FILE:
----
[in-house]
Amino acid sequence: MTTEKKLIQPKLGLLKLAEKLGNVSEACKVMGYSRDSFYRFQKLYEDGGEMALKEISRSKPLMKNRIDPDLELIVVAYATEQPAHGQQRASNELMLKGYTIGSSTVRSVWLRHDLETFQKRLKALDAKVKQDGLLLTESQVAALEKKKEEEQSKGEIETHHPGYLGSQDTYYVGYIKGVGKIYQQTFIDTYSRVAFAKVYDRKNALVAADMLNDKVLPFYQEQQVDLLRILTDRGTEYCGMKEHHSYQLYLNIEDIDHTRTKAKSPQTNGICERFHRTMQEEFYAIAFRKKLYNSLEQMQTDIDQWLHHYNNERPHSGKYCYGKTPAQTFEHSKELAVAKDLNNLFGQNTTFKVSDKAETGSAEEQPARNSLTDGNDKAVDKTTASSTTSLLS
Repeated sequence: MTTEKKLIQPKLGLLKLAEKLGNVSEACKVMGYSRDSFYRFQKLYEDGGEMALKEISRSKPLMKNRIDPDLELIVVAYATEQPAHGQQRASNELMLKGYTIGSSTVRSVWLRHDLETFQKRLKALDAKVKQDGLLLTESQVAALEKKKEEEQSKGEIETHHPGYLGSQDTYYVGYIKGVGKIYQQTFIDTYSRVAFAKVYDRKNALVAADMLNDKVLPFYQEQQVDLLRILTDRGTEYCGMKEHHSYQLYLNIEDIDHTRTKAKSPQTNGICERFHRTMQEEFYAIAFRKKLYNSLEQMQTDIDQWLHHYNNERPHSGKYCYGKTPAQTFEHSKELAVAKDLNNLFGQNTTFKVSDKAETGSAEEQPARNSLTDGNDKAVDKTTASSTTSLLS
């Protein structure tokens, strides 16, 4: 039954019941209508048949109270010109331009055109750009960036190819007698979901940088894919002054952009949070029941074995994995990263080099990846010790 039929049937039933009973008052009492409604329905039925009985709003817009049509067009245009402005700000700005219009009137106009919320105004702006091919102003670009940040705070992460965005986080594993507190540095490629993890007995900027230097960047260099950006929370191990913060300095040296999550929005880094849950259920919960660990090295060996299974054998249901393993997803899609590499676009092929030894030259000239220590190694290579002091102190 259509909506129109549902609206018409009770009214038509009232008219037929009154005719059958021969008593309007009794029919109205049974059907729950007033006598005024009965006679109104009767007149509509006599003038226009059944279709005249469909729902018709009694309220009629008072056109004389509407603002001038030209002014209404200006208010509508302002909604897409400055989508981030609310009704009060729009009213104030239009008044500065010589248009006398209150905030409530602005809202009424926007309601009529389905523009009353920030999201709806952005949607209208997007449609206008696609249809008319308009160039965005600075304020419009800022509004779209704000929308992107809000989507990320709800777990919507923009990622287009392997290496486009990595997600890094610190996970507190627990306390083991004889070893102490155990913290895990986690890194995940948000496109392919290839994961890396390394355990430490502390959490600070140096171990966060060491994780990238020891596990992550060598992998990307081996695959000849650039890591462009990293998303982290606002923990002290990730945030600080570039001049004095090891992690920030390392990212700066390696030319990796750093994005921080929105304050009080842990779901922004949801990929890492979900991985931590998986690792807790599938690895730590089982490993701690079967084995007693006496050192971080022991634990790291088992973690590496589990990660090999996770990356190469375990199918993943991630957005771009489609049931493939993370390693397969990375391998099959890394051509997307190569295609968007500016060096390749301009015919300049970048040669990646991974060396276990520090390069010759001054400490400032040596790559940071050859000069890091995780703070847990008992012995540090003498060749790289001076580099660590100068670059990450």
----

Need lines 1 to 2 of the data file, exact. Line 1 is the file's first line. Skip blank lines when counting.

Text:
[in-house]
Amino acid sequence: MTTEKKLIQPKLGLLKLAEKLGNVSEACKVMGYSRDSFYRFQKLYEDGGEMALKEISRSKPLMKNRIDPDLELIVVAYATEQPAHGQQRASNELMLKGYTIGSSTVRSVWLRHDLETFQKRLKALDAKVKQDGLLLTESQVAALEKKKEEEQSKGEIETHHPGYLGSQDTYYVGYIKGVGKIYQQTFIDTYSRVAFAKVYDRKNALVAADMLNDKVLPFYQEQQVDLLRILTDRGTEYCGMKEHHSYQLYLNIEDIDHTRTKAKSPQTNGICERFHRTMQEEFYAIAFRKKLYNSLEQMQTDIDQWLHHYNNERPHSGKYCYGKTPAQTFEHSKELAVAKDLNNLFGQNTTFKVSDKAETGSAEEQPARNSLTDGNDKAVDKTTASSTTSLLS